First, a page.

“Just give me the facts, I don’t care what it looks like.”
Have you met this person?
Visuals–despite being an important communication tool with the succinct and often dramatic ability to pull details together and make the complicated meaningful–are not always given the credit they deserve.
Online, where most users can see faster than they can read, where users generally respond to visuals rather than text or speech, visuals are crucial. Used properly, visuals can reinforce messages and set them apart in the digital deluge of social feeds.
So let’s take one topic, content strategy, to see how visuals have been used in the attempt to clarify what content strategy is all about.
1. Approaches to web content strategy.
This diagram was created by Richard Ingram, whose blog Shut the door on your way out, Cicero discusses content strategy, information design, and web accessibility.
The visual is part interconnected beehive part Venn diagram. On one hand it quickly makes the point of many separate but interdependent and overlapping considerations.
On the other hand, it has “Page Tables” in the point of most emphasis: the visual centre where there’s the most overlap and contrast between text and background. Its page table-centricity distracts from expressing the idea found in the left-side explanatory text, that “diverse skills and experience” make up content strategy.
A caveat for visuals: to say what you intend, pretest images with a representative audience before publication.
2. 11 Ways Every Business Can Create a Content Strategy.
This diagram is included in the article, 11 Ways Every Business Can Create A Content Strategy. It’s fun to look at and makes the point that content strategy is a multi-step process.
However, in addition to the unexplained downward dip following “promote,” it leaves out the interdependencies between content and people, organizations and users. I looked for an explanation in the article’s text but found none.
A couple more cautions. First, make sure your visuals support your ideas; avoid using a linear representation to describe a non-linear process. Second, if there’s a conventional element, for example something that looks like a trend line, make sure the data is explained somewhere, ideally within the visual.
3. Content strategy mind map.
Evolved from the author’s personal process for outlining and planning content strategy, this mind map comes from web-content-strategy.com.
Follow the paths and you’ll find the components of content strategy from highly-specific details like “validate content dates and milestones” under project planning to the intersection of its five subtopics: structure, business, creative, creative, process and technical. The first impression the mind map gives is of many considerations and many levels of detail; it’s the most exhaustive visual I found.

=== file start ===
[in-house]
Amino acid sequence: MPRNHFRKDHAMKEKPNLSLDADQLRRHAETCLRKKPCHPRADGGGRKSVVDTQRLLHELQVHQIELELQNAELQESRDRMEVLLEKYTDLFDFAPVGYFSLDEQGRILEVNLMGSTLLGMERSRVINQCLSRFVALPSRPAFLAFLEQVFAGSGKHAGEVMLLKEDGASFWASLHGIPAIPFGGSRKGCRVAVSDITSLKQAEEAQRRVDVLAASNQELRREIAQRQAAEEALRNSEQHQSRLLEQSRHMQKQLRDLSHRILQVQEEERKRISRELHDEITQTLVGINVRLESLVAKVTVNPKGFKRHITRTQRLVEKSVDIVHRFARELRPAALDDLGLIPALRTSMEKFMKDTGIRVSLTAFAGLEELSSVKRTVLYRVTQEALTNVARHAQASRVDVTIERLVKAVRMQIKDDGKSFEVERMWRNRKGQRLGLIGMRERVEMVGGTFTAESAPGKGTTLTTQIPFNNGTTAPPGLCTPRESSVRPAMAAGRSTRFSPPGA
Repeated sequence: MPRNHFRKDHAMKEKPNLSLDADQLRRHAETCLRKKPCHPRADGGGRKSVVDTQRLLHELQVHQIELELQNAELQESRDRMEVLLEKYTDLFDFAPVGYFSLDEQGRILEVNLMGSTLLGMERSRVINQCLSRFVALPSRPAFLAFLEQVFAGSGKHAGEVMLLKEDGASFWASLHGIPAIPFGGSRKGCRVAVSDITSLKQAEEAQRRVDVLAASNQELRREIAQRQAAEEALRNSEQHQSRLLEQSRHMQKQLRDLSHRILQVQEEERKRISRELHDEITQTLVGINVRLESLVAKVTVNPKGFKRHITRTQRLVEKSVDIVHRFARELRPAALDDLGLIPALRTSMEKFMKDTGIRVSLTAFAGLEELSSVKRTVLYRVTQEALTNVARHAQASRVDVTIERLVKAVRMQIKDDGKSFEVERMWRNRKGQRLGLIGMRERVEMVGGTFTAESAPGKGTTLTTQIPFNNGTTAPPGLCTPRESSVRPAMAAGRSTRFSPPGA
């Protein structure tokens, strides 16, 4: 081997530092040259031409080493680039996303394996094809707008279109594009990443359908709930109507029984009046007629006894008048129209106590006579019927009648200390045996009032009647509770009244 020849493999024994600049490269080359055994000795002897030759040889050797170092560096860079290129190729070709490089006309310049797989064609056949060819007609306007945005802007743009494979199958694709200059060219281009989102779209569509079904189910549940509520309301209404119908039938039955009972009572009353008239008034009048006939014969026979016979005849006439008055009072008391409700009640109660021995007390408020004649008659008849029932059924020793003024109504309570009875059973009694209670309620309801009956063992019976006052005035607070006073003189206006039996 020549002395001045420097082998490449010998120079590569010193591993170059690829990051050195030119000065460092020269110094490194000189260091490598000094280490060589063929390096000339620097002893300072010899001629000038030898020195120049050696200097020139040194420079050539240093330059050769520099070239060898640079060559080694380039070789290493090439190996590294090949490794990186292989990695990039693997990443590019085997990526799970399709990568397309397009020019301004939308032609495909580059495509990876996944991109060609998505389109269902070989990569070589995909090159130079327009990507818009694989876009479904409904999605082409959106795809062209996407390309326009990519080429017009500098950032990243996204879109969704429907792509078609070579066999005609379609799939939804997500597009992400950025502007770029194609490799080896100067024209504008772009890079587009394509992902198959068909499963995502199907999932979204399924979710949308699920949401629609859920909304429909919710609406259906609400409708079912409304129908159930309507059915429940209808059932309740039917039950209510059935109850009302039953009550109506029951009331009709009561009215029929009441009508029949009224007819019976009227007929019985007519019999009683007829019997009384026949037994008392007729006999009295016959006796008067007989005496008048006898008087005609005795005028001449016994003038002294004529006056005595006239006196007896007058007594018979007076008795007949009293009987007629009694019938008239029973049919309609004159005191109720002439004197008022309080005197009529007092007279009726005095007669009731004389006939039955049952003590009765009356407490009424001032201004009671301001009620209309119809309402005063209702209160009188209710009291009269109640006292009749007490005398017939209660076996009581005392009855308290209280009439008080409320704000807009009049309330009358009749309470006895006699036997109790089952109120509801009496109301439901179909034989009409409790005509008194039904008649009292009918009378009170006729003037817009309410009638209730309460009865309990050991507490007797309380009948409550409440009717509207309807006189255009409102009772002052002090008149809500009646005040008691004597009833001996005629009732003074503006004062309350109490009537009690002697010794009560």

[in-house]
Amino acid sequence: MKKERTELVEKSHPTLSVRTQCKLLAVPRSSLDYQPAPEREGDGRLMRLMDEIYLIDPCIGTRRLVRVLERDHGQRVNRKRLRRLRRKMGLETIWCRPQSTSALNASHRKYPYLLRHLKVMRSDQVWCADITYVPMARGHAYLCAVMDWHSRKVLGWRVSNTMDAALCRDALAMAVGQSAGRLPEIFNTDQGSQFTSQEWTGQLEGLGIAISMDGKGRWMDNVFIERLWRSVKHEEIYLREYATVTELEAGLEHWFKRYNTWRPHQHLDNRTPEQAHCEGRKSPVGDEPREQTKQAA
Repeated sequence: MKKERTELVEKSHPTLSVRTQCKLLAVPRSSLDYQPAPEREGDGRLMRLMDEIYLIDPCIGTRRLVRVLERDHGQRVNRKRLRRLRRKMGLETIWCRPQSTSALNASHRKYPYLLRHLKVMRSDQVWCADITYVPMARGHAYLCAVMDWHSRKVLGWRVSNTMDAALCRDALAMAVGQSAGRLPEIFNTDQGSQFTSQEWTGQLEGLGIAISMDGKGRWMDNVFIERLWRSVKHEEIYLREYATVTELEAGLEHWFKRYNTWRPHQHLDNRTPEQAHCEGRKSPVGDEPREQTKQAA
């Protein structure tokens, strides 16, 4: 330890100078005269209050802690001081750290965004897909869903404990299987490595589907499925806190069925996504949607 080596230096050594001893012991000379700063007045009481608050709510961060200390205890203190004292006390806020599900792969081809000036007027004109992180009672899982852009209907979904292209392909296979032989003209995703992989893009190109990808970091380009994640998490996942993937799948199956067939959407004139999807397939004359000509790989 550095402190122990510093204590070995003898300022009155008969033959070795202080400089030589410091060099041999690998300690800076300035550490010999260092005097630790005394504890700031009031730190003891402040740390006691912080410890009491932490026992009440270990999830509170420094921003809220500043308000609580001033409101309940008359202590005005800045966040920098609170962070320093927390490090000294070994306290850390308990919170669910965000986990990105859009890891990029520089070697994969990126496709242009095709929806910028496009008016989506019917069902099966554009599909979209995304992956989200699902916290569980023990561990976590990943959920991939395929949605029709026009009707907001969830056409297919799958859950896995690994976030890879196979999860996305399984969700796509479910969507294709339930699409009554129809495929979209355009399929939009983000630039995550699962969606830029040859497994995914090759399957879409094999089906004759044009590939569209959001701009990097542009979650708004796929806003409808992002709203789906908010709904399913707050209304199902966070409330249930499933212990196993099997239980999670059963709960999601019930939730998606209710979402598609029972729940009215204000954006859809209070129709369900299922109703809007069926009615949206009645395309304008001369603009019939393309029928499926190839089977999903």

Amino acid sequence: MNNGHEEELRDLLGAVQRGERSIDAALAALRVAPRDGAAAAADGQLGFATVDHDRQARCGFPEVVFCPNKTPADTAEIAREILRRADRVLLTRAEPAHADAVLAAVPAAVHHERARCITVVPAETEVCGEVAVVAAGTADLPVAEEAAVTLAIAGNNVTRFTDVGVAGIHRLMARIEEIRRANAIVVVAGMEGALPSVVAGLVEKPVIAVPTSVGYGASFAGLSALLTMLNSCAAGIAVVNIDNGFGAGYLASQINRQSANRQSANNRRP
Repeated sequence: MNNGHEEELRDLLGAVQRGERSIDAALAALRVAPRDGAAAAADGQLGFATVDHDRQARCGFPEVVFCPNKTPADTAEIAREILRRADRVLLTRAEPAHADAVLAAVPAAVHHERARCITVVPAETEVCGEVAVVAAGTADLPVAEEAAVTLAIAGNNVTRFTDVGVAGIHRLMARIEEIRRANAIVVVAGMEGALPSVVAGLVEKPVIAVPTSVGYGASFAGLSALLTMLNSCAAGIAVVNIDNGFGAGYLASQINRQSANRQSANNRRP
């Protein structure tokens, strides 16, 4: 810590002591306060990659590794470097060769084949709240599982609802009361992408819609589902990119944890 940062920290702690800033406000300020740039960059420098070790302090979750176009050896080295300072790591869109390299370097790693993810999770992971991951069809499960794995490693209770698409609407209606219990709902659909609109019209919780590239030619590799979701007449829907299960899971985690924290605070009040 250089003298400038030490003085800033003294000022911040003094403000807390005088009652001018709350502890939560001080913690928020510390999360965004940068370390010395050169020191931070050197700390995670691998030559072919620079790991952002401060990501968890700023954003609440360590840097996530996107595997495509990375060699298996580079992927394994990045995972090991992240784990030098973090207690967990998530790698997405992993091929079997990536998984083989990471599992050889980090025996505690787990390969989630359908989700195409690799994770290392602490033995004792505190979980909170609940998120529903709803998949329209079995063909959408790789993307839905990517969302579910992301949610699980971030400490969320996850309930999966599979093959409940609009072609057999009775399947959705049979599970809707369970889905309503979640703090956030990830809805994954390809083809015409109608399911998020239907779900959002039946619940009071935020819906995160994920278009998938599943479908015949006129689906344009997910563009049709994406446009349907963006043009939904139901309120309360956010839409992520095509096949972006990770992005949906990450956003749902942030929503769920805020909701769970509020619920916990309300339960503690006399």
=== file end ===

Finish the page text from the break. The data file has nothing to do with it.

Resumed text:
However, its scope makes it unwieldy on a desktop screen much less a smartphone’s. Zooming in on the details loses the sense of interconnection. And following the paths by scrolling is a dizzying experience.
The mind map dates from 2009. Created now, its shortcomings might be solved with interactivity. Here’s an example of a self help interactive content strategy guide where each section expands to reveal guidelines and reference articles. Click the image to access the live version:
While unexciting as a visual, the clickable outline has a couple advantages over a sprawling diagram. Its text-based content is more search engine friendly than an image. And it invites user interaction beyond simple viewing, again increasing the visibility of the content with search engines.
An ideal visual to express content strategy? Comprehensive, engaging, SEO friendly and yes, fun. Most people really do care what things look like, especially when content appears online.
How can we increase visual appeal to explain topics like the theory and practice of content strategy? Do an image search on “content marketing infographic.” Compared to the theorists I considered, the results are definitely more colourful:
Finally, here’s Mary Poppins to sum it up: in every job that must be done there is an element of fun. So find the fun in your topic, align it with your organization’s workflow, governance and content needs. Add your users’ needs and snap, the job’s a game!
Just the facts image: forbes.com